ONLINE CHURCH BULLETIN
On a drive in the country, a city slicker noticed a farmer lifting one of his pigs up to an apple tree and holding the pig there as it ate one apple after another. The farmer repeated this with a second and then a third pig. "Maybe I don't know what I'm talking about," said the citified fellow, "but wouldn't it save a lot of time if you just shook the tree so the apples fell to the ground?" The farmer responded, "Time?
What does time matter to a pig?" Time may not matter to a pig, but time matters for you and me. Since 1904, Jennie Wilson's fabulous gospel song "Hold to God's Unchanging Hand" has been teaching people, "Time is filled with swift transition — Naught of earth unmoved can stand – Build your hopes on things eternal, Hold to God's unchanging hand" (first verse). Age-old words from the timeless Bible remind us time matters: "The days of our lives are seventy years; And if by reason of strength they are eighty years, Yet their boast is only labor and sorrow; For it is soon cut off, and we fly away.... 5o teach us to number our days, That we may gain a heart of wisdom" (Psalm 90:10, 12). Time mattered to Jesus who said, "I must work the works of Him who sent Me while it is day; the night is coming when no one can work" (John 9:4). The night Jesus spoke of can be death or the judgement. Jesus lived with a daily conviction that time matters. The night before He died, He said to His Father, "I have glorified You on the earth. I have finished the work which You have given Me to do.... it is finished" (John 17:4; 19:30). Jesus accomplished the will of God for His life on earth because He was aware that time matters.
Some people are apparently under the impression they have all the time in the world, but none of us do. Time matters because every moment carries each of us closer to an inevitable collision with death, God, judgment and then eternity (Hebrews 9:27). And though time seems to drag when you are three but wanting to be 5, or five wanting to be 10, or twelve wanting to be 16, a soft, silent, imperceptible moment arrives when you realize you aren't killing time anymore but that time is now killing you. In the words of the Bible's metaphor in James 4:13, "What is your life? It is even a vapor that appears for a little time and then vanishes away." George Loukides creatively reminds us why time matters in a poem entitled,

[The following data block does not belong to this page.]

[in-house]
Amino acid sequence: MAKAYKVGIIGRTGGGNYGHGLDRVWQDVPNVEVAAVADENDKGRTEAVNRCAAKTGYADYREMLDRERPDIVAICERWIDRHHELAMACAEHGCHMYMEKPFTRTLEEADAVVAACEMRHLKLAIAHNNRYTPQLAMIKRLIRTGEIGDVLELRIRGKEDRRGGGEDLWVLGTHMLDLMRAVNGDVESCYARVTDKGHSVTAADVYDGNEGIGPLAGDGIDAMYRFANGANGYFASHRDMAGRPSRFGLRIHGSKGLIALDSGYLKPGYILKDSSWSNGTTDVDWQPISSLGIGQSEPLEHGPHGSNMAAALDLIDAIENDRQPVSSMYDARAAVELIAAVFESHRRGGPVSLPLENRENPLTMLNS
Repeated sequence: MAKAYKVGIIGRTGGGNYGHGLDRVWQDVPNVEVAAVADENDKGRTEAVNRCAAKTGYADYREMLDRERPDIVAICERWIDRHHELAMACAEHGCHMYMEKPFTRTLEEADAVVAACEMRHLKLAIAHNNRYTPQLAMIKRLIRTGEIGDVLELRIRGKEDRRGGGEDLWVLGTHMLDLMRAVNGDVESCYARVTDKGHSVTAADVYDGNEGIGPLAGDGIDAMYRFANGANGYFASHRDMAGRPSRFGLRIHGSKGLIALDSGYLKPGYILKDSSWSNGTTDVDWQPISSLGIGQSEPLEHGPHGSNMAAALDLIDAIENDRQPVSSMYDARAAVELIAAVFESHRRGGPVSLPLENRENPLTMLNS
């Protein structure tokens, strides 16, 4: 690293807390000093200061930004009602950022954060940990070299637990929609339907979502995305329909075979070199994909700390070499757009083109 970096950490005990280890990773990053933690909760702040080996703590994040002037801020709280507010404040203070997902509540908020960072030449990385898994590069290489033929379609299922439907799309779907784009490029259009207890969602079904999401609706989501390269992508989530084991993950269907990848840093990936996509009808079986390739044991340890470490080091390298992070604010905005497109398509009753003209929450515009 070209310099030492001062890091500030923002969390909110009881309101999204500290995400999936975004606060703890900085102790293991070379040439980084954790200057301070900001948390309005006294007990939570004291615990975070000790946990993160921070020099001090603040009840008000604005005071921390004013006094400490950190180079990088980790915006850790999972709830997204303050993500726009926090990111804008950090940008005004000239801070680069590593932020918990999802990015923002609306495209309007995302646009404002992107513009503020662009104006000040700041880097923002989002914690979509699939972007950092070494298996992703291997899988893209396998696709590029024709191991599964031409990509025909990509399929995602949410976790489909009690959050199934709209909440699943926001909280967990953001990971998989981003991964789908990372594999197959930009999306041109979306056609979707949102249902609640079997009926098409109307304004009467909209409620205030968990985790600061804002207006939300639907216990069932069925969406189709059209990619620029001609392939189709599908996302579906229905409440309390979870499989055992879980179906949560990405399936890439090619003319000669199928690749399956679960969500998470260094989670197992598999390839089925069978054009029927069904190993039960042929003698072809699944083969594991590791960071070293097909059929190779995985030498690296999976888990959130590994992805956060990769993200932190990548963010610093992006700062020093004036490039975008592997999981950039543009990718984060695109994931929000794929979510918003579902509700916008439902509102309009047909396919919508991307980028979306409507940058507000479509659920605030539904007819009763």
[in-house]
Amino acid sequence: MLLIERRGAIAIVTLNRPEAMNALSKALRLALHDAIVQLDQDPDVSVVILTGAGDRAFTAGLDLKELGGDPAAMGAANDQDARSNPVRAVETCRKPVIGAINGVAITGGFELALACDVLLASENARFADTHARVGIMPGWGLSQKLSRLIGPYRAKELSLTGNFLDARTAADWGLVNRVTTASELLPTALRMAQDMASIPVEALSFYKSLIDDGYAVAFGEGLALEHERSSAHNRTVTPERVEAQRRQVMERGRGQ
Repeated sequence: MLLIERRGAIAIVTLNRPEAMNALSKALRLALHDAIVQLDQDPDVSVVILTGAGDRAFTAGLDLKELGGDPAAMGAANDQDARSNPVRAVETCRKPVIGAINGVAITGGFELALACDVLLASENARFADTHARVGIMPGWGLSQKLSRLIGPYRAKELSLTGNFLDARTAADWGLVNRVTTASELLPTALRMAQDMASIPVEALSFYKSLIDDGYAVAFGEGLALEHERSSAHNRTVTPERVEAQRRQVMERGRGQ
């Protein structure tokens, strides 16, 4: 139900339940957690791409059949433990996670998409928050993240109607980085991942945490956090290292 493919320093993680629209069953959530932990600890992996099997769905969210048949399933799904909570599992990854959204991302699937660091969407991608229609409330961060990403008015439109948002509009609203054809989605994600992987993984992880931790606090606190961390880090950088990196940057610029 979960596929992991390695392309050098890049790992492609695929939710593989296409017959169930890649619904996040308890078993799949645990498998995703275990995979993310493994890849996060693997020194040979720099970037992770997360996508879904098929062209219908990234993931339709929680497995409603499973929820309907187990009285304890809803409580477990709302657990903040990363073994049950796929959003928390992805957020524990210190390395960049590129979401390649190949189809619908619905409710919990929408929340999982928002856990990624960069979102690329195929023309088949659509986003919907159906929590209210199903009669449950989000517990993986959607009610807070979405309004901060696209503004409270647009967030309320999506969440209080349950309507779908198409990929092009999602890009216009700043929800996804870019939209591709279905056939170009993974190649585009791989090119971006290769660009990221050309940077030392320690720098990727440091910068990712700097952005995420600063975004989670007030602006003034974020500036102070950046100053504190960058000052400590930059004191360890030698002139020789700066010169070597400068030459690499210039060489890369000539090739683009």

"The Ages of Man"— Baby bottle, rocking crib; Walking, talking, tidy bib. Pencil, paper, grammar school; Reading, writing, Golden Rule. Growing, learning, in a daze; Rockin', rollin', high-fl craze. College buddies, actions rude; Liquor, army, language crude. Working, saving, bride and groom; Children, cottage, money boom. Christmas, Easter, mountain lakes; Meetings, hobbies, leaves and rakes. Prestige, Wall Street, pain in head; Doctors, ulcers, rest in bed. False teeth, fatty, lots of dough; Fifty, sixty, had to go. Time matters because each of us is on a journey toward eternity. Sooner or later, ready or not, all the ages and stages of life will be over and we will have to go! The year 2009 is upon us. Make its days and weeks matter. Love God, study the Bible, pray, serve others, seek the kingdom first, attend worship faithfully. May 2009 bring you closer to God and nearer to Heaven.
Smithville church of Christ